Our Chaplain has worked with soldiers:
- going through broken or breaking marriages;
- afraid or depressed because of going into a combat zone;
- wanting to get out of deployment due to various hardships;
- who experience loss of family members not quite close enough to qualify for emergency leave, and thus can't return home;
- whose spouses don't want to put up with the separation, or otherwise want to "move on" while their soldier is deployed;
- whose ex-spouses use deployment to get custody of their kids, with an eye towards keeping them afterward;
- who have gotten in trouble of various sorts, whether discipline, fraternization, etc.
In all these cases, the Chaplain is there to supplement and support the command as well as the soldier. And we are all VERY grateful that he is there.Posted by dadmanly at March 4, 2005 08:31 PM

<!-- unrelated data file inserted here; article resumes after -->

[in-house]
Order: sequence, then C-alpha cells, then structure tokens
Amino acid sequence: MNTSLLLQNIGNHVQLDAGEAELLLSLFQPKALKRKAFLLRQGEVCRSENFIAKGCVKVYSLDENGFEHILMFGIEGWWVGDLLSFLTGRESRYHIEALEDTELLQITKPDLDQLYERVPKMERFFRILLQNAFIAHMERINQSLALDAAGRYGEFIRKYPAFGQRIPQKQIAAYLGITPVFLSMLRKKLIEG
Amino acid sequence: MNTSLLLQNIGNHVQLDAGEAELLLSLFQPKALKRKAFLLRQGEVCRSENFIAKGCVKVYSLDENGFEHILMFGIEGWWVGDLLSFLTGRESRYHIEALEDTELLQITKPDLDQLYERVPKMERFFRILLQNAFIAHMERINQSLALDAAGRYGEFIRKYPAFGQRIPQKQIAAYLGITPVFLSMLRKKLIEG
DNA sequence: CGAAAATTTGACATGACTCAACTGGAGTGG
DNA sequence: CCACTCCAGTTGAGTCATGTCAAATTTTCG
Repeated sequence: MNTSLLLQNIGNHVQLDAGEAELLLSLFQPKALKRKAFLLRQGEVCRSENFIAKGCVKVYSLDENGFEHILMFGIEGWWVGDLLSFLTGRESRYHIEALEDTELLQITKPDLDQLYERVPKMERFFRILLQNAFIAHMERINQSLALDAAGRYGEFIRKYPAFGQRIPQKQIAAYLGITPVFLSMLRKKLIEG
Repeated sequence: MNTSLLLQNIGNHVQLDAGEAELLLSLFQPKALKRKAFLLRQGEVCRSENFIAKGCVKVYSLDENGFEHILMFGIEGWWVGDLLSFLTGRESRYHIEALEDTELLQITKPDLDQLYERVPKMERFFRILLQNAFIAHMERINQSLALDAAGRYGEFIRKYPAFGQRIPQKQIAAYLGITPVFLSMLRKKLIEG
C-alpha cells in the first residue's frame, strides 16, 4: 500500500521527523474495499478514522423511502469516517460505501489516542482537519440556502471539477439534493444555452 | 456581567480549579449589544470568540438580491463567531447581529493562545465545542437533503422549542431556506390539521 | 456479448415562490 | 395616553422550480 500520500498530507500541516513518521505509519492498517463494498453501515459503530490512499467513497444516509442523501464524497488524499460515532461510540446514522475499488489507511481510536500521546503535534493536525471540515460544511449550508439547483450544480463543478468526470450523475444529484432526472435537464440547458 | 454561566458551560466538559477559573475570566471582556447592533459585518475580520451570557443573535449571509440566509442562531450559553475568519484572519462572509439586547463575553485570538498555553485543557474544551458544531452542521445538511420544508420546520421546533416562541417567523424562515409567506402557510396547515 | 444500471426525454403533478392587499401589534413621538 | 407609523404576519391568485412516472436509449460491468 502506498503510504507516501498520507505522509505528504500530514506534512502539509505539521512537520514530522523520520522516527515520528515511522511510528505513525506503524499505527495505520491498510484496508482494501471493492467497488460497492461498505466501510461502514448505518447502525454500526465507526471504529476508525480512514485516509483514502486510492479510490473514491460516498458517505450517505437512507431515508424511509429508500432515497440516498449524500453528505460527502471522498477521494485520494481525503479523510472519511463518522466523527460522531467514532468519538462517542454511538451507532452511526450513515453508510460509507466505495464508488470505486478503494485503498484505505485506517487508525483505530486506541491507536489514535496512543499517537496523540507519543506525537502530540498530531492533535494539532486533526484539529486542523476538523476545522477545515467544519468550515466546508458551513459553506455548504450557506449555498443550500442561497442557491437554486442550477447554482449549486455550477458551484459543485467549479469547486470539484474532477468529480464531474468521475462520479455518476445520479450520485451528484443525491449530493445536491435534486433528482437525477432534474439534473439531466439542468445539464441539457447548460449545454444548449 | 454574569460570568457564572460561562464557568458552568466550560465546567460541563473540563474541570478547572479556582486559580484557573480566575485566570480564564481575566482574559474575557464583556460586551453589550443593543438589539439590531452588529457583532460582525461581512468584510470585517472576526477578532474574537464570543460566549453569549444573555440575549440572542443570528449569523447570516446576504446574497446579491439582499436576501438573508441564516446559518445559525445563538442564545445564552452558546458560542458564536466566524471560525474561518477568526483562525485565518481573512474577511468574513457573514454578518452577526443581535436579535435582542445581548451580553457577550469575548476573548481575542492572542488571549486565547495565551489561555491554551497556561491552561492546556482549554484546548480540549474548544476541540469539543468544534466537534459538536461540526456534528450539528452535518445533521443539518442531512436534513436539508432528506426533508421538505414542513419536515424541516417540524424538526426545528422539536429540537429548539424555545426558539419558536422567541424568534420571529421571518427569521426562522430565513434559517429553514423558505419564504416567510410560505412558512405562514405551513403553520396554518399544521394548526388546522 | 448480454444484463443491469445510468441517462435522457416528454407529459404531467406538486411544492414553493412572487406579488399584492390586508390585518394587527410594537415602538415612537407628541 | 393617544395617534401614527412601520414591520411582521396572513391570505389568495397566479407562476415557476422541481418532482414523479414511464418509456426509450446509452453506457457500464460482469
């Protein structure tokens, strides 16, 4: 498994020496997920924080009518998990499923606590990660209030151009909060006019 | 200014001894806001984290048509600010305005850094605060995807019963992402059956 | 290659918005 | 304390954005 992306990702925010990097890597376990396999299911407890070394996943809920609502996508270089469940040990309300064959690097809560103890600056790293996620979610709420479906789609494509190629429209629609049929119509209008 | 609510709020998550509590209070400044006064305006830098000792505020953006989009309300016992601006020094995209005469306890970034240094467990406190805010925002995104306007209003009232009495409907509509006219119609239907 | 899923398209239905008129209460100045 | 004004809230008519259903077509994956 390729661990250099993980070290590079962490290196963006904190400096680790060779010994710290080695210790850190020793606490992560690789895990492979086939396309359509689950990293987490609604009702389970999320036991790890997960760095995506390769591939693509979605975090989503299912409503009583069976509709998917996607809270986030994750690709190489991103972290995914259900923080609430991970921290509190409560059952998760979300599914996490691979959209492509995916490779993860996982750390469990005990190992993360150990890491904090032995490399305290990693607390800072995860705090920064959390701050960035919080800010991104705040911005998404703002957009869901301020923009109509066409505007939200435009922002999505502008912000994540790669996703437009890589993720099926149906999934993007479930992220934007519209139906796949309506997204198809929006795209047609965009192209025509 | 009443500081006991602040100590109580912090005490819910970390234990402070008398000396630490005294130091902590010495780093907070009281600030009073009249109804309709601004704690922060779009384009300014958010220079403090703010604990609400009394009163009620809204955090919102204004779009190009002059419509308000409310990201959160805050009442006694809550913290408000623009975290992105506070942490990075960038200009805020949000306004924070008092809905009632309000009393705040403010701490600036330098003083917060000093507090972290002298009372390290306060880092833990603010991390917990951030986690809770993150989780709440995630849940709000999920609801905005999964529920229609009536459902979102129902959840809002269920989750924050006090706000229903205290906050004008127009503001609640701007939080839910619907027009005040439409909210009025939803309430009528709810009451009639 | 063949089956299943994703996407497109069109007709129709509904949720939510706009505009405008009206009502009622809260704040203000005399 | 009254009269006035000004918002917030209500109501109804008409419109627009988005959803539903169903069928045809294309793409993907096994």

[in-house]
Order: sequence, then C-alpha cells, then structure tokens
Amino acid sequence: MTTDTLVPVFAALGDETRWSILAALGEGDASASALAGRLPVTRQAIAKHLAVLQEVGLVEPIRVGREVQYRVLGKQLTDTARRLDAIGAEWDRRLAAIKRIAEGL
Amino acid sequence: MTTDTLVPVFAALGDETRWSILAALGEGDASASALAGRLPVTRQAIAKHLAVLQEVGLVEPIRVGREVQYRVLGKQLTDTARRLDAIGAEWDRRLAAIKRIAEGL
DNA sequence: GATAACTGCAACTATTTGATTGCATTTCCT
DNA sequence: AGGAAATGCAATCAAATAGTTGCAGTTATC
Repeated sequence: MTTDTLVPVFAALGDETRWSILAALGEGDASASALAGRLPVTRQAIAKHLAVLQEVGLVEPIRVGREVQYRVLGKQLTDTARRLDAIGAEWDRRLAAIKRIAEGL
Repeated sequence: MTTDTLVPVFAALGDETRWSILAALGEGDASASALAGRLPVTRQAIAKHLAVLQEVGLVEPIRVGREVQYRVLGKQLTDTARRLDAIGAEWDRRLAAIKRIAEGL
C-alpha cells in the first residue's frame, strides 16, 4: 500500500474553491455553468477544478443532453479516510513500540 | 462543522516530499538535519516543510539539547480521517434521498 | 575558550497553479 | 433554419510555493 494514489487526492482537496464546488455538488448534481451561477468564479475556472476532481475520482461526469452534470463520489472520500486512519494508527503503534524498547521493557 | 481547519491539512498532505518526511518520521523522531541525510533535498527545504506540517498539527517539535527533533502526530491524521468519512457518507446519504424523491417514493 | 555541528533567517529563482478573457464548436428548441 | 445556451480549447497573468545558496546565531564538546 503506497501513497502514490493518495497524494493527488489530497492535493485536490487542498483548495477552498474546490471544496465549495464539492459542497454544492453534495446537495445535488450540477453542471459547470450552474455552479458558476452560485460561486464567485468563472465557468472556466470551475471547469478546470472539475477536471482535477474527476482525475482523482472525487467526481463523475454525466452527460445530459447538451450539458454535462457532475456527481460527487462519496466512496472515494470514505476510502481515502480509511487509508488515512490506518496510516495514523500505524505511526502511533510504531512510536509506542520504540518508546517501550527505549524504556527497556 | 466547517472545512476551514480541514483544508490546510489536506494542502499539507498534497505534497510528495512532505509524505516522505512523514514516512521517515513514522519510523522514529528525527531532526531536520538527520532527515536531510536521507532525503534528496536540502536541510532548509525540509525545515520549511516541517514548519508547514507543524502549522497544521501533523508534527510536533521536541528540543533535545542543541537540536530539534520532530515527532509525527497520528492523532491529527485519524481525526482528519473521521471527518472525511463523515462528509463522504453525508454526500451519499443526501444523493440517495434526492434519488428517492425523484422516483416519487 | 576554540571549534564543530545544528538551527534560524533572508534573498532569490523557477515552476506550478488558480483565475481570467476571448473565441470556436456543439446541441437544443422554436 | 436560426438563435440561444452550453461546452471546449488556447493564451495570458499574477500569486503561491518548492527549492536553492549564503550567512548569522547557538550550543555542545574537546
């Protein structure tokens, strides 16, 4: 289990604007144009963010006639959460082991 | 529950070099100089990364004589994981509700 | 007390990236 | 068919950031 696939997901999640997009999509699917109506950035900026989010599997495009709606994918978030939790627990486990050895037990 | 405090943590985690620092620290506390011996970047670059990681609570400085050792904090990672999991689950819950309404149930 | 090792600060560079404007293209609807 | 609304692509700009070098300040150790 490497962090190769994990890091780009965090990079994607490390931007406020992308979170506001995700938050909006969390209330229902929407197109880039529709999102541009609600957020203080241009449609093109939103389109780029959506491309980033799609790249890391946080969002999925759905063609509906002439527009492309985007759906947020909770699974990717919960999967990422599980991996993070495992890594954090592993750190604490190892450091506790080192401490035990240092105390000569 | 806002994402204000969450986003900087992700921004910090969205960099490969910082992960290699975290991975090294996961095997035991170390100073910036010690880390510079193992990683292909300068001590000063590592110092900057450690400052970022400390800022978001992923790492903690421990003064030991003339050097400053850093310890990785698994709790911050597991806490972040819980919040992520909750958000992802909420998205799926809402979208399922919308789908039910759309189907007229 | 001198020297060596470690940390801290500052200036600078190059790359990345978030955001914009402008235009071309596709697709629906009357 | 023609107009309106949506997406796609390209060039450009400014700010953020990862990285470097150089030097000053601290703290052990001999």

REAL Americans protect the weak and innocent from murderers.
Speaking to the adults here, I hope the chaplains continue their role in the Armed services. They are not nearly as politically viable in police work, and the toll this is having is significant. You simply can't take God out of Life-and-Death questions, and expect the questioner to stay normal. I shudder to think of what would happen if those valuable men were removed from ou armed services as well.Posted by J-P at March 4, 2005 08:51 PM
Dean - I advise most people to see the Chaplain first, but in your case I strongly urge you to quickly seek out the nearest mental health professional, regardless of who that might be.Posted by Wow at March 4, 2005 09:06 PM
testPosted by Mrs Greyhawk at March 4, 2005 10:23 PM
God bless the Chaplains. They help make some unbearable things bearable.Posted by gawdblessem at March 5, 2005 06:58 AM Hide Comments | Show/Add Comments in Popup Window(9) | (Note: You must refresh main page to view newly posted comments here)